Several years ago, a 55-year-old English professor was referred to me for a suspected overactive thyroid. She had a two-year history of episodes of lightheadedness, nervousness, headache, sweating, and palpitations—thought to be panic attacks. Tranquilizers were of no help, and the attacks (which often occurred before lectures) never lasted long enough for her to be examined while having one. She had also been taking medication for high blood pressure for five years.

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By the time I saw her, thyroid tests had been done and were normal. But she had an elevated blood pressure of 160/100. Her description of her so-called panic attacks reminded me of what I’d often observed in asthma sufferers after an injection of epinephrine (Adrenaline and generic), a now-antiquated treatment for acute asthmatic wheezing.

The reminiscence paid off. A blood sample showed a level of metanephrine (an epinephrine derivative) five times the upper normal limit. An MRI disclosed the source of the metanephrine: a tumor of her left adrenal gland. This pheochromocytoma (or pheo) was removed and found to be benign. That normalized her blood pressure and eliminated her panic attacks.

A Rare Cause of Hypertension

The vast majority of people with high blood pressure have primary or essential hypertension—implying that the cause is unknown. Five to 10 percent may have secondary hypertension, where elevated blood pressure is due to a definable cause. (Pheos are a very rare cause.)

Unlike primary hypertension, secondary hypertension may actually be curable rather than simply controlled. The larger consideration is whether it is fruitful to subject millions of people to the expensive and possibly harmful tests to find the tiny number whose disease is potentially curable. From a cost-effectiveness standpoint, the answer is no, especially if the blood pressure is controlled by medication. Sometimes, however, clues can alert a doctor or patient to be more selective in their choice of suspects.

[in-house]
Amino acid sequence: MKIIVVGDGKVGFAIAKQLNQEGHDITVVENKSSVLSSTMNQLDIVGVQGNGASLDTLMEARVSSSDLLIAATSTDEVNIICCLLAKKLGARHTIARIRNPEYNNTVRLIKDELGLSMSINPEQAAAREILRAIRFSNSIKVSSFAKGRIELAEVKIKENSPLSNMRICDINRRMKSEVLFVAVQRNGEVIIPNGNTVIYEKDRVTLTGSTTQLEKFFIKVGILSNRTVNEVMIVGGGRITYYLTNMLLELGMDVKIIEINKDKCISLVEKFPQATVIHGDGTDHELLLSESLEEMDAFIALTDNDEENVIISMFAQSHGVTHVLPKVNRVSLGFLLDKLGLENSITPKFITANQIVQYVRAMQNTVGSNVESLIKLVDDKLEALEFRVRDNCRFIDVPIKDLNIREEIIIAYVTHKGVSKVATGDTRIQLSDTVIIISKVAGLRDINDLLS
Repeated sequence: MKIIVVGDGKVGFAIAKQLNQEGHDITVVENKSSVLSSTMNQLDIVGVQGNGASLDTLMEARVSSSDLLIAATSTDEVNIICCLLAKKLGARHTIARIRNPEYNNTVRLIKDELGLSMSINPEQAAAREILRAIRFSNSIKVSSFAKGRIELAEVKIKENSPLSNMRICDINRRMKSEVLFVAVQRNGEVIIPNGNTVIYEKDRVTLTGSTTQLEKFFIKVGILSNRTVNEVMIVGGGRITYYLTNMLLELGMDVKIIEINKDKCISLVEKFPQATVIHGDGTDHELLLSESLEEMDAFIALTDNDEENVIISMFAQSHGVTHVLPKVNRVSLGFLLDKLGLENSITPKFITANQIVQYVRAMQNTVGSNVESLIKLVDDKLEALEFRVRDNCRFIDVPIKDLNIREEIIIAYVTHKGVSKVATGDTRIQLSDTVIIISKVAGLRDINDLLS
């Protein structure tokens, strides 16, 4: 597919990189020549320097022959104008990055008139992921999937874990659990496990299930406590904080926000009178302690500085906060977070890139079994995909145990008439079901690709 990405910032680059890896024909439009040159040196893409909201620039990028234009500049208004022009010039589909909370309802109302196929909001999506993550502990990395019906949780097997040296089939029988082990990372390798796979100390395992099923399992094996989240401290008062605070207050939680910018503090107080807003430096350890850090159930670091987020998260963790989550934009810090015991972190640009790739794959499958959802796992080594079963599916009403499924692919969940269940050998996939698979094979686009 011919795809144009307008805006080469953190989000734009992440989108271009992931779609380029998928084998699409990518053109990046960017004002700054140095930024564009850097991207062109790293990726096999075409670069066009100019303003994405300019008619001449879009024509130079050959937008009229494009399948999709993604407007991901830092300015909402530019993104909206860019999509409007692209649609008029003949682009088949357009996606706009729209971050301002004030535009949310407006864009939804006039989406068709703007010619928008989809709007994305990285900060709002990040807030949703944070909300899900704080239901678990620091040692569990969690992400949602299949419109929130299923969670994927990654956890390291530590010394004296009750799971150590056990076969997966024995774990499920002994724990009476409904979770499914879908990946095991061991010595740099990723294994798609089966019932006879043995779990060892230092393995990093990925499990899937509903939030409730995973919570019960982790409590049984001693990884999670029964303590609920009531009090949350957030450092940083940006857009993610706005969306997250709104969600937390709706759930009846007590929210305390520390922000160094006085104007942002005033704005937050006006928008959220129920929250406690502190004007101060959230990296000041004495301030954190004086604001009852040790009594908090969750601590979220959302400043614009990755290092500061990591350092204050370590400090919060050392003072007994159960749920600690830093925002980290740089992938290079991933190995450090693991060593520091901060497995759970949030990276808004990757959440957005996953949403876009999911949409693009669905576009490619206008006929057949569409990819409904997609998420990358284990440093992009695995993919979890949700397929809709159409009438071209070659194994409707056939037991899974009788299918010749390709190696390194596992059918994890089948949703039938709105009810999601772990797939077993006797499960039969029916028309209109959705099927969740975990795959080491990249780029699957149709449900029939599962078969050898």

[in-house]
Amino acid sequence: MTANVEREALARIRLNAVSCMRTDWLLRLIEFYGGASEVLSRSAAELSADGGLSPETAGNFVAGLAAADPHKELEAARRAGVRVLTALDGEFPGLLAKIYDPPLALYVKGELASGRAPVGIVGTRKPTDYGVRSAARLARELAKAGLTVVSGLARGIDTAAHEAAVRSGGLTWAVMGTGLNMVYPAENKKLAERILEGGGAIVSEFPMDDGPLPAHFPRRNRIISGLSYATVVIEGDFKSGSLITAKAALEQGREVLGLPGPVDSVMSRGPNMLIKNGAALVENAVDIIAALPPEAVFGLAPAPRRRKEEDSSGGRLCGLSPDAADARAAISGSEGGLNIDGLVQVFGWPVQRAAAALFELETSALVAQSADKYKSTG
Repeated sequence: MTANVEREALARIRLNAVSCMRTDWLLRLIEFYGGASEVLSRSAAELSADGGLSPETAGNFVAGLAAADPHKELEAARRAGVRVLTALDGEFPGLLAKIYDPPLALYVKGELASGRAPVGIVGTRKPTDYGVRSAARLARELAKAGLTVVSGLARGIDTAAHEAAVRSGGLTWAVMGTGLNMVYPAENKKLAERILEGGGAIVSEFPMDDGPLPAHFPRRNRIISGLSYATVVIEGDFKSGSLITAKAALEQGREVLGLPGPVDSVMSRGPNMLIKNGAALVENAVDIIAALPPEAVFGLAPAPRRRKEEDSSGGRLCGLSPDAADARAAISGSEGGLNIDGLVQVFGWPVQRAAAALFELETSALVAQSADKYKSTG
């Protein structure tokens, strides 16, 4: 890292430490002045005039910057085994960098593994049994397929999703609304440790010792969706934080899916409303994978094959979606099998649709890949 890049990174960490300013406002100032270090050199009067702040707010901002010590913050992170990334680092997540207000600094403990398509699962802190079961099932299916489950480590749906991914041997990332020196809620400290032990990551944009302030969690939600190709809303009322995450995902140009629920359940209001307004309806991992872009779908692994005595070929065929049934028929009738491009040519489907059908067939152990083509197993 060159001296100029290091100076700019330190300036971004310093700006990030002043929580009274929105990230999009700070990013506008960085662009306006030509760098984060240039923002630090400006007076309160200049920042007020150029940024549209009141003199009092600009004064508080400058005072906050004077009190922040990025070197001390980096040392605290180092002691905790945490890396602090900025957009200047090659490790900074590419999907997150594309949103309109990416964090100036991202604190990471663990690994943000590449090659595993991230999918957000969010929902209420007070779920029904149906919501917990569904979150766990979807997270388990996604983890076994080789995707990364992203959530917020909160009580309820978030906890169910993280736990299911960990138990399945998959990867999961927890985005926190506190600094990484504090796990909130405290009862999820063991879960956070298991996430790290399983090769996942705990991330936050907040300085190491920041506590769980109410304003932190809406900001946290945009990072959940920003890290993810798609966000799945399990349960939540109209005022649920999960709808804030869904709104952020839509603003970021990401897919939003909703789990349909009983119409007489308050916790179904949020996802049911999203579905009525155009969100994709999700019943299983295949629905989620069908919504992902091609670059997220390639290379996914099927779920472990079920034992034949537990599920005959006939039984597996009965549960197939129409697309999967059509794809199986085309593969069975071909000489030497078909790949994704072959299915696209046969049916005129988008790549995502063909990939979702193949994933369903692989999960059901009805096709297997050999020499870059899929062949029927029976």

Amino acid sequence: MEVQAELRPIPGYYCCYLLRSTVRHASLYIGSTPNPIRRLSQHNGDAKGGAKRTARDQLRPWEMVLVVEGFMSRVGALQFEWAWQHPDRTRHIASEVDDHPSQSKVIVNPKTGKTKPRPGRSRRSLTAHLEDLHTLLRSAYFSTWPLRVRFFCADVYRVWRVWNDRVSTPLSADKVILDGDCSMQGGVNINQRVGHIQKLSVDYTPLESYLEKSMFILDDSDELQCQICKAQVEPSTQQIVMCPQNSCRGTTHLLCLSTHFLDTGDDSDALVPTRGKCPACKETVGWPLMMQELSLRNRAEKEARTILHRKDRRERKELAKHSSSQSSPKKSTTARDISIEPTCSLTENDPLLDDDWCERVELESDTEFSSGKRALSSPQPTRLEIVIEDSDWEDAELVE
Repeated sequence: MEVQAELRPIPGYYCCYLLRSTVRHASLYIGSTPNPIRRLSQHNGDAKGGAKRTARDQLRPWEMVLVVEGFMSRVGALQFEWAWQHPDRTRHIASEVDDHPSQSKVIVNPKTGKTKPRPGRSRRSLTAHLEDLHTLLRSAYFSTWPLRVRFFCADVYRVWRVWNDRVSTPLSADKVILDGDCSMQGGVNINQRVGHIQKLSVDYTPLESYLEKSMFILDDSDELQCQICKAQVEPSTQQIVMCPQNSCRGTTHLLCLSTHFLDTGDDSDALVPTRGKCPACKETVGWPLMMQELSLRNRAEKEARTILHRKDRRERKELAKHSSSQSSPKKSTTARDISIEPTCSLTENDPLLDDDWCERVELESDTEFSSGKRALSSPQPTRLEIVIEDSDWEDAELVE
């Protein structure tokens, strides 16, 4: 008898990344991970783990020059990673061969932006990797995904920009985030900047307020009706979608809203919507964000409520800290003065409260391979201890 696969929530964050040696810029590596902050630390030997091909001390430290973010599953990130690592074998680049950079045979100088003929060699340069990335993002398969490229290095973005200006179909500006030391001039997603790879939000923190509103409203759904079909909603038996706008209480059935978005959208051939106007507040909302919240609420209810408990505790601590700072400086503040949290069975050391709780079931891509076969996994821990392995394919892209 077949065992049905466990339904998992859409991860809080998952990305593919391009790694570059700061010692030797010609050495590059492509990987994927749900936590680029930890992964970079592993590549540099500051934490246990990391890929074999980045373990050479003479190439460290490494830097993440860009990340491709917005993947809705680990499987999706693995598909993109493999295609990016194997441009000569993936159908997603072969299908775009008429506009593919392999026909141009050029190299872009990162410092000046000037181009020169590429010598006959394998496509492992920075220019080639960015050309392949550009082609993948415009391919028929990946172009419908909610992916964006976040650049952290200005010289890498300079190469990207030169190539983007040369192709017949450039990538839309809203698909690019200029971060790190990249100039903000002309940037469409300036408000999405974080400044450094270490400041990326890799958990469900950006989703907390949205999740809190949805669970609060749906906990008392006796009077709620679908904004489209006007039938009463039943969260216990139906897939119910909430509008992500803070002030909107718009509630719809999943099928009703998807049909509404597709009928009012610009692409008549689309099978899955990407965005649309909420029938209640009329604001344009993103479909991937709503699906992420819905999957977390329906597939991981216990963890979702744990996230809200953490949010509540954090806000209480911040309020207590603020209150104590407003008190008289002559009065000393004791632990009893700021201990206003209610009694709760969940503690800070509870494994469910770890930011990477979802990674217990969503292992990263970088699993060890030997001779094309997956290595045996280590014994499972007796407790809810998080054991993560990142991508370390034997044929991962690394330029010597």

A Few More Possible Causes

One of the most common causes of secondary hypertension in older adults is renal artery stenosis (narrowing of one of the two arteries feeding each kidney). Proper diagnosis and artery stenting can cure this, provided the process has not gone on too long. Keen judgement is required to make that decision.

Another cause is primary hyperaldosteronism (the inappropriate secretion of the adrenal hormone aldosterone). The sole culprit was originally thought to be an adrenal tumor, removal of which cured the low potassium and high blood pressure it caused. But it has been found that sometimes both adrenal glands are at fault, making medical treatment with the diuretics spironolactone or triamterene preferable to surgery.

Cushing’s disease and syndrome result in hypertension, type 2 diabetes, brittle bones, and easy bruisability due to the excessive secretion of the steroid hormone cortisol. This is usually cured by eliminating the source of the excess cortisol. However, because the symptoms are so common, this eventually fatal disorder often eludes diagnosis for years.

Obstructive sleep apnea, by dint of its sympathetic nervous-system stimulation and episodic lack of oxygen during sleep, is considered by many to be a cause of secondary hypertension. Treatment of apnea can improve blood pressure.

Raising the Red Flag

Such secondary, and possibly curable, causes of high blood pressure need not be sought if your blood pressure is being well controlled. Consider talking to your doctor if you have hypertension and:

  • You are younger than 35 years of age.
  • Your blood pressure is not controlled (over 130/80) despite the use of up to three medications in appropriate doses.
  • Your serum potassium is low or you require prescription potassium.
  • You have a sudden deterioration of kidney function and visual changes.
  • You experience sweating, headaches, palpitations, shaking, and anxiety.
  • You have type 2 diabetes, osteoporosis, easy bruisability, and abdominal obesity.
  • You have sleep apnea.

As for our English professor, she is now well into her 70s and continues to have normal blood pressure, and delivers lectures with no qualms beforehand.

Editor's Note: This article also appeared in the February 2018 issue of Consumer Reports on Health.